Oct. 8, 2008 All U.S. agencies with counterterrorism programs that collect or "mine" personal data -- such as phone, medical, and travel records or Web sites visited -- should be required to systematically evaluate the programs' effectiveness, lawfulness, and impacts on privacy, says a new report from the National Research Council.
Both classified and unclassified programs should be evaluated before they are set in motion and regularly thereafter for as long as they are in use, says the report. It offers a framework agencies can use to assess programs, including existing ones.
The report also says that Congress should re-examine existing law to assess how privacy can be protected in such programs, and should consider restricting how personal data are used. And it recommends that any individuals harmed by violations of privacy be given a meaningful form of redress.
"The danger of terror attacks on the U.S. is real and serious, and we should use the information technologies at our disposal to combat this threat," said William Perry, co-chair of the committee that wrote the report, former U.S. secretary of defense, and Michael and Barbara Berberian Professor at Stanford University. "However, the threat does not justify government activities that violate the law, or fundamental changes in the level of privacy protection to which Americans are entitled."
At the request of the U.S. Department of Homeland Security and the National Science Foundation, the report examines the technical effectiveness and privacy impacts of data-mining and behavioral surveillance techniques. Each time a person makes a telephone call, uses a credit card, pays taxes, or takes a trip, he or she leaves digital tracks, records that often end up in massive corporate or government databases. Through formal or informal agreements, government has access to much of the data owned by private-sector companies. Agencies use sophisticated techniques to mine some of these databases -- searching for information on particular suspects, and looking for unusual patterns of activity that may indicate a terrorist network.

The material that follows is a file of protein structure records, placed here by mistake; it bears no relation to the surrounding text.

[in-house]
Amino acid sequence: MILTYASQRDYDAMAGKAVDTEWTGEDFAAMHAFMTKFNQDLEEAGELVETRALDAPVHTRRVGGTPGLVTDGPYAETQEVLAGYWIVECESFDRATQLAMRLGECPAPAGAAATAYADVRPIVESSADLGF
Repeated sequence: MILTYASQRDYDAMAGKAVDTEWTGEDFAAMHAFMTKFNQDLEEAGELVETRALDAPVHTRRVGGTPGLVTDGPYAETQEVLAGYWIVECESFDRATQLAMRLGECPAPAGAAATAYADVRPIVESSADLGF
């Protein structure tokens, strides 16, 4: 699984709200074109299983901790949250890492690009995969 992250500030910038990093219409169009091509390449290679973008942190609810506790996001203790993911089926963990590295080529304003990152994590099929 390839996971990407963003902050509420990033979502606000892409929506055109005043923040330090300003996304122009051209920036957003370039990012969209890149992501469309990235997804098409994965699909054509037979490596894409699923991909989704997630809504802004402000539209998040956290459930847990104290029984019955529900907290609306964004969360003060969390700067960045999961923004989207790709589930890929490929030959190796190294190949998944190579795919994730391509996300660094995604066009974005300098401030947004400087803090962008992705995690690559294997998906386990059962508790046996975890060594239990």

Reality of a Serious Terrorist Threat
The terrorist threat to the United States is all too real, the committee said. Terrorist acts are possible that could inflict enormous damage on the nation. Such acts could cause, and have caused, major casualties as well as severe economic and social disruption.
The most serious threat today comes from terrorist groups that are international in scope; these groups use the Internet to recruit, train, and plan operations and use public channels to communicate. Intercepting and analyzing these information streams might provide important clues about the nature of the threat they pose, the report says. Key clues might also be found in commercial and government databases that record a wide range of information about individuals, organizations, and their behavior. But successfully identifying signs of terrorist activity in these masses of data is extremely difficult, the committee said.
Pattern-Seeking Data-Mining Methods Are of Limited Usefulness
Routine forms of data mining can provide important assistance in the fight against terrorism by expanding and speeding traditional investigative work, the report says. For example, investigators can quickly search multiple databases to learn who has transferred money to or communicated with a suspect. More generally, if analysts have a historical basis for believing a certain pattern of activity is linked to terrorism, then mining for similar patterns may generate useful investigative leads.
Far more problematic are automated data-mining techniques that search databases for unusual patterns of activity not already known to be associated with terrorists, the report says. Although these methods have been useful in the private sector for spotting consumer fraud, they are less helpful for counterterrorism precisely because so little is known about what patterns indicate terrorist activity; as a result, they are likely to generate huge numbers of false leads. Such techniques might, however, have some value as secondary components of a counterterrorism system to assist human analysts. Actions such as arrest, search, or denial of rights should never be taken solely on the basis of an automated data-mining result, the report adds.
The committee also examined behavioral surveillance techniques, which try to identify terrorists by observing behavior or measuring physiological states. There is no scientific consensus on whether these techniques are ready for use at all in counterterrorism, the report says; at most they should be used for preliminary screening, to identify those who merit follow-up investigation. Further, they have enormous potential for privacy violations because they will inevitably force targeted individuals to explain and justify their mental and emotional states.